Prime Minister Benjamin Netanyahu is expected to fly to Washington in mid-February to address a joint session of Congress and discuss Iran and Islamist extremism, sources in his office confirmed on Wednesday.
Speaker of the House John Boehner sent an invitation to Netanyahu “on behalf of the bipartisan leadership of the US House of Representatives and the US Senate.”
This would be Netanyahu’s third address to a special joint session of Congress, with Winston Churchill the only other foreign leader to have addressed that body three times. Former prime ministers Yitzhak Rabin, Shimon Peres and Ehud Olmert each addressed the body once.
Reacting to the invitation on Wednesday, the White House expressed displeasure with the handling of the visit.
Aboard Air Force One en route to Idaho, US President Barack Obama’s press secretary said that typical protocol for the visit of a national leader had been breached somewhere along the way. “The protocol would suggest that the leader of one country would contact the leader of another country when he’s traveling there,” press secretary Josh Earnest told reporters traveling with Obama. “This particular event seems to be a departure from that protocol.”
Boehner told reporters he did not inform the White House of his plans to invite Netanyahu to the US until Wednesday morning.
One official in the Prime Minister’s Office said that the invitation was received only on Wednesday, and that it would be dealt with according to protocol. Since Netanyahu had not formally accepted the invitation, it was not clear whether Earnest’s criticism was directed at Boehner or Netanyahu.
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Although the speech, scheduled for February 11, would necessitate Netanyahu traveling to the US just over a month before the election, he is expected to take advantage of the opportunity, because it would likely mute criticism that he has badly damaged relations with Washington.
Officials in the Prime Minister’s Office said it is too early to discuss whether a meeting would be arranged with US President Barack Obama. The White House declined to comment on whether the president would receive Netanyahu during his visit.
Boehner issued a statement saying that “Netanyahu is a great friend of our country, and this invitation carries with it our unwavering commitment to the security and well-being of his people.”
The House leader said that, “in this time of challenge, I am asking the prime minister to address Congress on the grave threats radical Islam and Iran pose to our security and way of life.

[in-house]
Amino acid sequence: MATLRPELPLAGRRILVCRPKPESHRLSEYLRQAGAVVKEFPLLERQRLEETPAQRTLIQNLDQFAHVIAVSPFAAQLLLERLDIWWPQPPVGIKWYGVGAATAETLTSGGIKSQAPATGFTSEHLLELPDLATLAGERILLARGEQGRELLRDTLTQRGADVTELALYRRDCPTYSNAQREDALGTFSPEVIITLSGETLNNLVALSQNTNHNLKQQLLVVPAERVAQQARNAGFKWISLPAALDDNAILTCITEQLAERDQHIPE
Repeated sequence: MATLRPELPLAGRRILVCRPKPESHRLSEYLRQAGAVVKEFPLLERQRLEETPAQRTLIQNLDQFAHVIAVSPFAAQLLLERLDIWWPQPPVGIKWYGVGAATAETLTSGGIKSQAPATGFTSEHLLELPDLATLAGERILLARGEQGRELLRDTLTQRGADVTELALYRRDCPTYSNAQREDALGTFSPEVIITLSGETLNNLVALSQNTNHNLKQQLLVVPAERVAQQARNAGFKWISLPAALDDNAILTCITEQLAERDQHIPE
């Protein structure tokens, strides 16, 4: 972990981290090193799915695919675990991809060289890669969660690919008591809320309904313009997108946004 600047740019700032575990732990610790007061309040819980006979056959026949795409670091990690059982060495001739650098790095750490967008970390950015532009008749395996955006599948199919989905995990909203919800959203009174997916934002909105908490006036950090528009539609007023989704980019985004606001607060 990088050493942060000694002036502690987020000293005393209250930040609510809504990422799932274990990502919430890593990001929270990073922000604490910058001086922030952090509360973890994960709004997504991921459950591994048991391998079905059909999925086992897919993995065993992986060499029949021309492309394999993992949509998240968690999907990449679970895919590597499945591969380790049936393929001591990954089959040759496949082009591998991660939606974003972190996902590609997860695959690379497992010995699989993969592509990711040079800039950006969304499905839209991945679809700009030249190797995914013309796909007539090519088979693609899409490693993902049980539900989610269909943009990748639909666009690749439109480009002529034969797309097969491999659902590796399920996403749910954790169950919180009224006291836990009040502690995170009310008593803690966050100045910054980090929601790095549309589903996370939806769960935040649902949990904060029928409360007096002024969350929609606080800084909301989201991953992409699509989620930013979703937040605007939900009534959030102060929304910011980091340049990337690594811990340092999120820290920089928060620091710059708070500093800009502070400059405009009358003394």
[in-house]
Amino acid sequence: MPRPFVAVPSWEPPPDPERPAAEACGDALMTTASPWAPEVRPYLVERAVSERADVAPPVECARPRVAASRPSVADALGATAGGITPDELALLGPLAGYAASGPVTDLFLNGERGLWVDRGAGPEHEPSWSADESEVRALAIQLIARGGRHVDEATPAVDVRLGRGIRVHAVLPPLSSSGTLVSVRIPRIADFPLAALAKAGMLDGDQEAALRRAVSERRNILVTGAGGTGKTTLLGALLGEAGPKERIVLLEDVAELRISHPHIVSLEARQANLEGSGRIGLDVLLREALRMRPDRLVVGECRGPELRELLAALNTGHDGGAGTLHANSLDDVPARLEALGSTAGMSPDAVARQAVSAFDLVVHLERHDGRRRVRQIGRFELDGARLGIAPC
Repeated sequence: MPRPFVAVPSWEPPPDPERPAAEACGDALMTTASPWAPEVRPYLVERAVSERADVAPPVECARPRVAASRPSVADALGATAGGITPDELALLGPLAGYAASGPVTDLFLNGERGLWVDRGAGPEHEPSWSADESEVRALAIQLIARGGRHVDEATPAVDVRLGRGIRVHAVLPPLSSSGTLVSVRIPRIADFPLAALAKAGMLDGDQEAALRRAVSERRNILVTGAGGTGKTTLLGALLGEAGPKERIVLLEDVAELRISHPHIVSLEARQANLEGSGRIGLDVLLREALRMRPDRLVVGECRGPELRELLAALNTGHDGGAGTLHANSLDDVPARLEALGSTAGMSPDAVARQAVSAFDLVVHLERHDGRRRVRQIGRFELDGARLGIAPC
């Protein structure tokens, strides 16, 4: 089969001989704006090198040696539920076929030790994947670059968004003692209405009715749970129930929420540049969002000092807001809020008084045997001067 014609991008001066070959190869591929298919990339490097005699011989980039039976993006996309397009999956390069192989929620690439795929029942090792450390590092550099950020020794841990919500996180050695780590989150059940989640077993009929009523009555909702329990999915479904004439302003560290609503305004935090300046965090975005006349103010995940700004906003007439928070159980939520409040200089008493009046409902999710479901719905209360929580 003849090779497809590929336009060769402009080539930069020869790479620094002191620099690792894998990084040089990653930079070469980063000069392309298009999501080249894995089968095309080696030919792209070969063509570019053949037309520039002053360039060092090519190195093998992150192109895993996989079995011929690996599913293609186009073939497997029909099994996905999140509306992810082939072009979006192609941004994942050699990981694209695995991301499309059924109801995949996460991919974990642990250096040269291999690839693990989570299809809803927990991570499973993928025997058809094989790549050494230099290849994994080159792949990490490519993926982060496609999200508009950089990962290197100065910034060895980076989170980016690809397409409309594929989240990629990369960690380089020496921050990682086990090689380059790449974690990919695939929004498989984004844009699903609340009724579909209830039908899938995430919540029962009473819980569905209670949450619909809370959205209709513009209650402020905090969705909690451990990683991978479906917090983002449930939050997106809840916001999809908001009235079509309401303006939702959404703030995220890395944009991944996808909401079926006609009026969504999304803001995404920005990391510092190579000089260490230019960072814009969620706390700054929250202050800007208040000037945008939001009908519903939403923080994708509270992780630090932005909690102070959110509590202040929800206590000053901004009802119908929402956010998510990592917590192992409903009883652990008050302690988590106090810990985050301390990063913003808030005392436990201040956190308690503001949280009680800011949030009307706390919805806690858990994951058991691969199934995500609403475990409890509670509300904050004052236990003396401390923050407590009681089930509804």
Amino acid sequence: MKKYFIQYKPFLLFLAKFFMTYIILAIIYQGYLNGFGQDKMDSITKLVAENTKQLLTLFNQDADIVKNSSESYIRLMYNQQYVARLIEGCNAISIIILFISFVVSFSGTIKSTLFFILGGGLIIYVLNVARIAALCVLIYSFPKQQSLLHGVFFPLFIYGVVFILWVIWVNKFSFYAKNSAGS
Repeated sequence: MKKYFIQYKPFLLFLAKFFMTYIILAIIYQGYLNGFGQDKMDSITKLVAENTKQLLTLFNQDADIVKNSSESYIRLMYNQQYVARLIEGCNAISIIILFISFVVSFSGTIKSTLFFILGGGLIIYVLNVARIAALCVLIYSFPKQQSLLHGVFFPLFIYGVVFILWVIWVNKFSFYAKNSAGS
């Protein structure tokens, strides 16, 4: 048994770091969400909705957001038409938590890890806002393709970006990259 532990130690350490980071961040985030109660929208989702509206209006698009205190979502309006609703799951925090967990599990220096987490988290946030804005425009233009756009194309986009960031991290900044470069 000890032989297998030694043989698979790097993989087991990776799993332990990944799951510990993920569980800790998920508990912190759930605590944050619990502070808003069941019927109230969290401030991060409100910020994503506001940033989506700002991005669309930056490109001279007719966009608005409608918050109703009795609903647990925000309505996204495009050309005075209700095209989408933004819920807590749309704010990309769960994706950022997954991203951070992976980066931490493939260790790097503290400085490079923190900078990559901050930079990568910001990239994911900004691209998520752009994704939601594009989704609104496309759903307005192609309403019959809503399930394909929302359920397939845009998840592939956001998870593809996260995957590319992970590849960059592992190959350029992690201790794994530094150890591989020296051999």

Americans and Israelis have always stood together in shared cause and common ideals, and now we must rise to the moment again.”
Netanyahu addressed a joint session of Congress during his first term in July 1996, and then again in May 2011. During that speech, coming at a time of tension in his relations with Obama, he was received very warmly by Congress, receiving 29 standing ovations.
The invitation comes at a time when Congress and Obama are poised to do battle over whether to ratchet up sanctions against Iran.
In his State of the Union address on Tuesday night, Obama said that diplomacy has led to a situation where for the first time in a decade Iran has halted its nuclear progress and reduced its stockpile of nuclear material.
Obama said that new, conditional, sanctions, which many in Congress are advocating, would “all but guarantee that diplomacy fails – alienating America from its allies; and ensuring that Iran starts up its nuclear program again.”
He said that such a move does not make sense, and that he would veto any sanctions bill “that threatens to undo this progress.”
Netanyahu has come out in favor of stepping up sanctions against Iran, saying this is the only way to get Tehran to agree to roll back its nuclear program. Sources in the Prime Minister’s Office, when asked whether Netanyahu would not be stepping into the middle of a bitter US domestic battle by speaking on the issue to Congress, stressed that the invitation from Boehner was made on behalf of the leadership from both parties.
MK Eitan Cabel, chairman of the Labor-Hatnua faction, reacted furiously to the invitation, charging that Netanyahu “ran” to arrange an invitation to address Congress because he is in “hysteria” over polling results showing the Likud lagging behind Labor-Hatnua in the polls.
“Unfortunately for him, the end of the Netanyahu era has come, and in his political condition not even the American Congress can save him,” Cabel said. He said that this invitation, which was apparently not coordinated with the White House, is liable to make the prime minister’s ties with the Obama administration even worse.
But, Cabel said, “Netanyahu has never had a problem sacrificing the country’s vital interests for a photo- op.”
Labor MK Nachman Shai, who heads the Knesset Caucus on US-Israel relations, called on Boehner to be fair and also invite opposition leader Isaac Herzog to speak.
Gil Hoffman contributed to this report.
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